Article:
More than 3.5 billion people watched the 2018 World Cup in Russia. FIFA, the sport’s global governing body, thinks that number could grow to 5 billion for 2022. And if you asked all of them how they feel about this year’s tournament and the circumstances surrounding it, you could get 5 billion answers.
Opinions about the World Cup in Qatar, which kicked off Sunday, largely depend on your interest in soccer (or football) and how closely you follow the news. Here’s the short version: The World Cup, in general, is the biggest sporting event in the world. This year’s World Cup, in particular, is inarguably the most controversial in the event’s history.
For starters, all of the previous 21 tournaments dating back to 1930 were held in summer. Shortly after FIFA awarded Qatar hosting duties, the country announced plans to combat a heat index that can exceed 130°F in the summer by blocking out the sun.
Ultimately, FIFA moved the tournament to a cooler place on the calendar. In the years since that decision, Qatar has received near-constant heat as various reputable sources reported on:
- The bribery required for Qatar to win the bid for this year’s tournament.
- The 6,500 migrant workers who died (likely an underestimate) while building the infrastructure required for the event.
- The general abuse, discrimination and outright theft workers experienced.
Many soccer fans (myself included) find themselves torn between watching the sport they love and supporting an event with a dubious foundation. Some have pledged to boycott the tournament while others plan to just enjoy the soccer.
In the spirit of finding a middle ground, here are four things you can do if you have a generally icky feeling about this year’s tournament followed by four places around the area where you can enjoy the matches and get into spirited debates about teams, players and human rights.
What you can do
1. Hashtag activism. A coalition of human-rights organizations called for FIFA “to provide remedy for abuse of migrant workers’ rights in Qatar” by setting aside $440 million — equivalent to the total prize money given to participating countries. As of this writing, FIFA hasn’t officially responded, so the groups have encouraged people adding #PayUpFIFA to posts about the tournament as a way of calling attention to the issue.
2. Read, watch, listen. Even for fairly tangled situations like this, there are relatively easy ways to learn more. The articles linked earlier will provide some foundational information, Netflix just released a thoroughly sourced documentary on FIFA’s controversial recent history, and a recent episode of The Athletic Football Podcast might help you get up to speed.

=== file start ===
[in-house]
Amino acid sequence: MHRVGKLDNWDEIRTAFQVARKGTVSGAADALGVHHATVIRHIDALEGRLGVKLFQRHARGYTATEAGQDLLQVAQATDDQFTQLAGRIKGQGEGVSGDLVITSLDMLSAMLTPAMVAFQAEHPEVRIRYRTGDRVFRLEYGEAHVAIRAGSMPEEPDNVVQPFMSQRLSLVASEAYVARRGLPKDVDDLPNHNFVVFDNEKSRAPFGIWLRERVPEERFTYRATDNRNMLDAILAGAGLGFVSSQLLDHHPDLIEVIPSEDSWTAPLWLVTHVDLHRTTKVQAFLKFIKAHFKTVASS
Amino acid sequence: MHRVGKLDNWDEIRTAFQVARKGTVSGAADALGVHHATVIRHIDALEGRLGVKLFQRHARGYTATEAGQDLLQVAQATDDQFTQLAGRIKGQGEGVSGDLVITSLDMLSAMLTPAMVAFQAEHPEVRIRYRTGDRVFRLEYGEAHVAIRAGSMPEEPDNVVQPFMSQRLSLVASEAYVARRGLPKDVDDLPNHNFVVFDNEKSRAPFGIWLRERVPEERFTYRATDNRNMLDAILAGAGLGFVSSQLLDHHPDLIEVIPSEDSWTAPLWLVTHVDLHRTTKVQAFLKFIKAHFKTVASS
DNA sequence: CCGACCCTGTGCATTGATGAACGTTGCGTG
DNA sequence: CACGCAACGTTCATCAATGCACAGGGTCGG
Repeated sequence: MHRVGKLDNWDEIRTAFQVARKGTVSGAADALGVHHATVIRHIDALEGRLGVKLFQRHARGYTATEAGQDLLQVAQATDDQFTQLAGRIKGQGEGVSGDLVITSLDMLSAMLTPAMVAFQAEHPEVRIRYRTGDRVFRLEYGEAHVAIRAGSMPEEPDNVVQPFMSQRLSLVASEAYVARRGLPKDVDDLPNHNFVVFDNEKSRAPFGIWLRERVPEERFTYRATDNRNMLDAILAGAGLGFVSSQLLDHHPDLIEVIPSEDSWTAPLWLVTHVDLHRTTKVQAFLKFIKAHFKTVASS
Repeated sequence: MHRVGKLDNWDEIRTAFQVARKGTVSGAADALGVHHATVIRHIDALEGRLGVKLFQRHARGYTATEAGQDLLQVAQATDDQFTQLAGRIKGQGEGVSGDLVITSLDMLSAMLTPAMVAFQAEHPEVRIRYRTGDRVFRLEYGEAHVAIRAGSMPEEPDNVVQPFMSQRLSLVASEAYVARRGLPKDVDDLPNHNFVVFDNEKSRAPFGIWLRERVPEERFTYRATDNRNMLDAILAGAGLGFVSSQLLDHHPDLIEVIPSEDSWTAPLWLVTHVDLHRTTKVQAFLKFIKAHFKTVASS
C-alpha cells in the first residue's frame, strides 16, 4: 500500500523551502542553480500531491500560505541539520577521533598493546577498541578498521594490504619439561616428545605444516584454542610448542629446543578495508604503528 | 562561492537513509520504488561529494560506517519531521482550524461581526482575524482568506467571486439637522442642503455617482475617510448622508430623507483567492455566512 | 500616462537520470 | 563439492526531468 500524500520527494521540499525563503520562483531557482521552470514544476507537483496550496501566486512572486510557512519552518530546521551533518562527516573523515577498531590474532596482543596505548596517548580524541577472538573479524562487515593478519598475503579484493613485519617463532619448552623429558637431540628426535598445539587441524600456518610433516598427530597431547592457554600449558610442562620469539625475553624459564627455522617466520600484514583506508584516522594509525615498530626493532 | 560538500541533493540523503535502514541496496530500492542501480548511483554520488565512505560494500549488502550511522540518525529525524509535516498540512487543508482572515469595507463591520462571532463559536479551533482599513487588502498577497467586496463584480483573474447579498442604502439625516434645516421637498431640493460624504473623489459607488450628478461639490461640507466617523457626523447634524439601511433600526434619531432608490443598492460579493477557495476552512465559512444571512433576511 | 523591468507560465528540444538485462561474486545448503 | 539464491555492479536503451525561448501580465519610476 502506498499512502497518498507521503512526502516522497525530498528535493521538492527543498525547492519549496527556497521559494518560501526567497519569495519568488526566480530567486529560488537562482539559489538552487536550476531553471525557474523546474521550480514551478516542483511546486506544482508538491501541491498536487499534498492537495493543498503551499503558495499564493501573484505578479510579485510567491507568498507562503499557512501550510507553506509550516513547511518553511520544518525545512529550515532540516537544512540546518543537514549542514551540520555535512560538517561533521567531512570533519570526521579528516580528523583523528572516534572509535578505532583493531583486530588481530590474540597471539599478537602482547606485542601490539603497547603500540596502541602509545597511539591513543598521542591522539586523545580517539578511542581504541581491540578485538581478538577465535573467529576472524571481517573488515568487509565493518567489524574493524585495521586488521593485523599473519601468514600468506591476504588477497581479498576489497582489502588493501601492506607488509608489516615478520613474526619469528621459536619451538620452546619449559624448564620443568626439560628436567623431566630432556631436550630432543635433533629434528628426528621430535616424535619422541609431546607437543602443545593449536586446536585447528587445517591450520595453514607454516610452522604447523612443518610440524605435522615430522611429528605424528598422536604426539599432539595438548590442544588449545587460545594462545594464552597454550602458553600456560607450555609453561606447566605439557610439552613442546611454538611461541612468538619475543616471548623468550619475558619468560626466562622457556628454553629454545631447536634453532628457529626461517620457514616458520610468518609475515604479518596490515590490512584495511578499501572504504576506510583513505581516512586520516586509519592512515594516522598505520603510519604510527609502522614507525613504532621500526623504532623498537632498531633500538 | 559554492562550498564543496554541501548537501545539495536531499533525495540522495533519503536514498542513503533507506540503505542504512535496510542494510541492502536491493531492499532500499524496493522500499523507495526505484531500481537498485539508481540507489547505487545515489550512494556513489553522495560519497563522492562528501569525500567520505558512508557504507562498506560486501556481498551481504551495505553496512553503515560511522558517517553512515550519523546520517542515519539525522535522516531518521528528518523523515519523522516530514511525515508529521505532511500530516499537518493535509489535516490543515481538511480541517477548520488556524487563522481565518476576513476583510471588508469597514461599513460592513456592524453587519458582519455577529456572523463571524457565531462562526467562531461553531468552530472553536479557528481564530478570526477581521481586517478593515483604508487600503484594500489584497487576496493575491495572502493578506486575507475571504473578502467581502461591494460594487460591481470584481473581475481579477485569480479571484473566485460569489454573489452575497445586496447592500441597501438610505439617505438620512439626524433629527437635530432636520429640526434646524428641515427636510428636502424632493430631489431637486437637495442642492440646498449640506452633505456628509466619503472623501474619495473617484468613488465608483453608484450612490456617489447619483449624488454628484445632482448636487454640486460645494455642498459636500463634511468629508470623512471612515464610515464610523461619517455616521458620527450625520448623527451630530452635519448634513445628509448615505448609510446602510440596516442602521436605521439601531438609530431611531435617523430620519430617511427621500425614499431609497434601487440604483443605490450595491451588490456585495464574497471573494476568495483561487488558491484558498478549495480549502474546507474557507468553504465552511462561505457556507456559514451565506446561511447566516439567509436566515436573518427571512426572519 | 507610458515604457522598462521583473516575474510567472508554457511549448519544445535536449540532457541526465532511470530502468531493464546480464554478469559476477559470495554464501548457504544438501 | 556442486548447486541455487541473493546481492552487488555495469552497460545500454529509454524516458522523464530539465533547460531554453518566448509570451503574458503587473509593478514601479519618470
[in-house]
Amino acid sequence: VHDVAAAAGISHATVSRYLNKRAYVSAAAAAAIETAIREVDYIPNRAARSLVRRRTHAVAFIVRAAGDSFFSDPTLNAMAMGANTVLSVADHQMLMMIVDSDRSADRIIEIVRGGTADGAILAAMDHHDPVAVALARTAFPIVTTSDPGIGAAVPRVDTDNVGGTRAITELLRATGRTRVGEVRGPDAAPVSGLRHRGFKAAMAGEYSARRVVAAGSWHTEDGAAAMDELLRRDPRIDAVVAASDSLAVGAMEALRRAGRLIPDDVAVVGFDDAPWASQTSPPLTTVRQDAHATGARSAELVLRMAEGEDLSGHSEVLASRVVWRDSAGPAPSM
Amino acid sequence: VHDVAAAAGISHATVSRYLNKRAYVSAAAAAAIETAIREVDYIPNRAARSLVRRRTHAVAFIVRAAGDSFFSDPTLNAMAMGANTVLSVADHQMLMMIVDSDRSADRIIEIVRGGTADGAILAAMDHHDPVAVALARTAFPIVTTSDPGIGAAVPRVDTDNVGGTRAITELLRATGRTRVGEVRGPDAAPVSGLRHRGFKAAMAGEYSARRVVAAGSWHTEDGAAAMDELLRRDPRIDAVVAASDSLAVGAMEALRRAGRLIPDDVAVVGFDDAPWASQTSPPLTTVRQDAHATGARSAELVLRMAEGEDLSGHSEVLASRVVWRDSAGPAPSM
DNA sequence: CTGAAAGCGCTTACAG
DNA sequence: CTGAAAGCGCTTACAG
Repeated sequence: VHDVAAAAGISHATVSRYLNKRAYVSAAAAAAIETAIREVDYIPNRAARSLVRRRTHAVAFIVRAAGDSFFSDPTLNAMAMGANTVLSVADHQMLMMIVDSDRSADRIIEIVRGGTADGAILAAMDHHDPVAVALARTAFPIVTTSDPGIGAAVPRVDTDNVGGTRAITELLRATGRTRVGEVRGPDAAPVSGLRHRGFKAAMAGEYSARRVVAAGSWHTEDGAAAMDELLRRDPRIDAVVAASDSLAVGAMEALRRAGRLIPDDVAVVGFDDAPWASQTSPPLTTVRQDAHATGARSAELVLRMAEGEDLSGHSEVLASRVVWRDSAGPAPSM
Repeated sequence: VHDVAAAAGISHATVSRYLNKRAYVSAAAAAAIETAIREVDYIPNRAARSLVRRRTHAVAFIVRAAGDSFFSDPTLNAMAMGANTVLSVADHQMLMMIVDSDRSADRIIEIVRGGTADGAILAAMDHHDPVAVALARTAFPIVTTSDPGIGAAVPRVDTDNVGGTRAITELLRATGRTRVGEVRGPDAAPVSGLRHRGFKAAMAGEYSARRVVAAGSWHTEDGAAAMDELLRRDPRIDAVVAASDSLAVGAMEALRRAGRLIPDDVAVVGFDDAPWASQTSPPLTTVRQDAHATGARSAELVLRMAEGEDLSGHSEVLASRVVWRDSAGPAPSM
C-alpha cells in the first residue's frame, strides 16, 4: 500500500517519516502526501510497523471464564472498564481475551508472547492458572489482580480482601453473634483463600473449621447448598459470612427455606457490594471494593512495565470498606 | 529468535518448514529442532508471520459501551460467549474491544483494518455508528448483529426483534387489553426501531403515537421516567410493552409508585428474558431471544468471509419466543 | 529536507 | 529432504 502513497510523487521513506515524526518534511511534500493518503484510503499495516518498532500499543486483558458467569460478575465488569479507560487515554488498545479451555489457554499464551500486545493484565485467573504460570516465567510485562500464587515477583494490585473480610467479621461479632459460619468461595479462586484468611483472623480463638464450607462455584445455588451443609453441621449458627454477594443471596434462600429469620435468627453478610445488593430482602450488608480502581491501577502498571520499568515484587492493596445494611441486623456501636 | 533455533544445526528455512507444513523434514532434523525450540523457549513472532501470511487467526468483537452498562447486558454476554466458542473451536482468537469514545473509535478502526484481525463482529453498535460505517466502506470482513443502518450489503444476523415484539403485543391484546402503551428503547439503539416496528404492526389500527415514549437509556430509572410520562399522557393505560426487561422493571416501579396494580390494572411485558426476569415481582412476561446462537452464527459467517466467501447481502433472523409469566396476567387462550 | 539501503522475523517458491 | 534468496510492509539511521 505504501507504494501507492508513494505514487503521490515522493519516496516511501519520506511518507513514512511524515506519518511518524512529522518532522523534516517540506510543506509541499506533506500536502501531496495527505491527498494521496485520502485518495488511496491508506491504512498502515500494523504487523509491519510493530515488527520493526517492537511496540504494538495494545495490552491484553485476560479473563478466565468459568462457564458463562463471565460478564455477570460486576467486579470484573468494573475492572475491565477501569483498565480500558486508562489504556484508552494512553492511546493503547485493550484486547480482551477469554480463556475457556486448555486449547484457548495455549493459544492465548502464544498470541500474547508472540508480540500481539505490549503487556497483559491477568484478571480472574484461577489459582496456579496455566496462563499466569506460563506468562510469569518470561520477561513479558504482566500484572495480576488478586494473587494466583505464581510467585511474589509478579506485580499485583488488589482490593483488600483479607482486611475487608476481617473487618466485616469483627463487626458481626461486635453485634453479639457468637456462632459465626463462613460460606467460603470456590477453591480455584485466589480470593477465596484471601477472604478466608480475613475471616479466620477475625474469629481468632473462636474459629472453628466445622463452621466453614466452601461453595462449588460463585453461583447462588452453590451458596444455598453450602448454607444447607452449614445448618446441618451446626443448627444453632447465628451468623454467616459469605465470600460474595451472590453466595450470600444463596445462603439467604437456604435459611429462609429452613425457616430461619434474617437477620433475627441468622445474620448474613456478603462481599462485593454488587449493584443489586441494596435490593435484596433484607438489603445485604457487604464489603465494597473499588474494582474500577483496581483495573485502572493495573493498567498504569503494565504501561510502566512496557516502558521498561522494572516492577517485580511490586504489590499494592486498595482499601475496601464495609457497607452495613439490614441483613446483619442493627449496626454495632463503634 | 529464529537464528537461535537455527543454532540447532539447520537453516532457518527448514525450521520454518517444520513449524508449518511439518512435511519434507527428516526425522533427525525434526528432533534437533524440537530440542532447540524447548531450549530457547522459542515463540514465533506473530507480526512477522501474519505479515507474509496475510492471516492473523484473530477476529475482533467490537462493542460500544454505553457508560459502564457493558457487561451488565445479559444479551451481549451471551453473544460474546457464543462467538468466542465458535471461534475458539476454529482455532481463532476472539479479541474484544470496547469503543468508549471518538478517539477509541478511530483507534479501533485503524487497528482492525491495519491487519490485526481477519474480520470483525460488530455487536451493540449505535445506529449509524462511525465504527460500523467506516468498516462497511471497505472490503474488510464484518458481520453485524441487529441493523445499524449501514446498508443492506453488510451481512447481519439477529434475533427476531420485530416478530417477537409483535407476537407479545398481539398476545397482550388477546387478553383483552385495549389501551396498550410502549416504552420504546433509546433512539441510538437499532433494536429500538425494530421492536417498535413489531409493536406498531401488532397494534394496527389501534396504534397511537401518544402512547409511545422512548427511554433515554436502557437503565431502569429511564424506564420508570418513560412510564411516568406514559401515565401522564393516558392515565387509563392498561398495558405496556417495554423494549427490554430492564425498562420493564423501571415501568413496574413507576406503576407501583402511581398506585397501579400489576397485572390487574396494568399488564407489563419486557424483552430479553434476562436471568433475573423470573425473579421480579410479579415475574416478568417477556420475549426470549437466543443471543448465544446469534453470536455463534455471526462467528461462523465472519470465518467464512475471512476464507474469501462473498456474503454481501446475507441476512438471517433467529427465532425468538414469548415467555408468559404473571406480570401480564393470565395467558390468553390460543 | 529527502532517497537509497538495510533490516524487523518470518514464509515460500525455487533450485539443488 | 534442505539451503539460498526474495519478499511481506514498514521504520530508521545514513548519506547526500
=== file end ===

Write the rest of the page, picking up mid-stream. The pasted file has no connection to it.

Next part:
3. Sign a petition. Dr. Nas Mohamed, one of very few publicly out Qataris, started this petition in response to the country’s history with LGBTQ+ individuals, while Freedom United posted one regarding migrant workers.
4. Donate to an organization. The groups that investigated and brought attention to many of the issues noted earlier, including Amnesty International and Human Rights Watch, use charitable donations to fund their work. You can also search for local organizations in your area that address human-rights and LGBTQ+ issues.
Where you can go
1. The Highbury. This place is a treasure in very large part because of owner Joe Katz. He gets soccer fans because he is one (up the Palace!). His bar opens early — 4 a.m. for some World Cup matches, but no alcohol ’til 6 a.m. — his booming voice lets everyone know which matches are on which TV, and there’s even free food floating around from time to time.
2. Three Lions Pub. Having never been to England, I can’t speak to what a proper English bar looks like. But I imagine this must be close. You can enjoy a morning match along with a satisfying breakfast (The Tannery Row is an excellent choice). And if you really want to blow things out, show up on Black Friday between 11 a.m. and 5 p.m. for the block party.
3. Moran’s Pub. James Moran is good people. I ran into him a few times at the Highbury prior to him taking over his family’s bar in South Milwaukee, and it was clear then he was born to run the place. Like his dad, he came over from Birmingham and started the nonprofit Milwaukee Soccer Development Group before buying the pub. Its atmosphere shares the outgoing, convivial nature of its owner, making it an excellent choice for match-watching.
4. Nomad World Pub. For the last several tournaments, the Brady Street bar turned its outdoor area into a fan zone where supporters could bask in the sun and the soccer simultaneously. You’ll still be able to do the soccer part of that this time around, and owner Mike Eitel has a few tricks up his sleeve to combat the cold. There’s even an online booking system if you want to guarantee yourself a table for a particular match.
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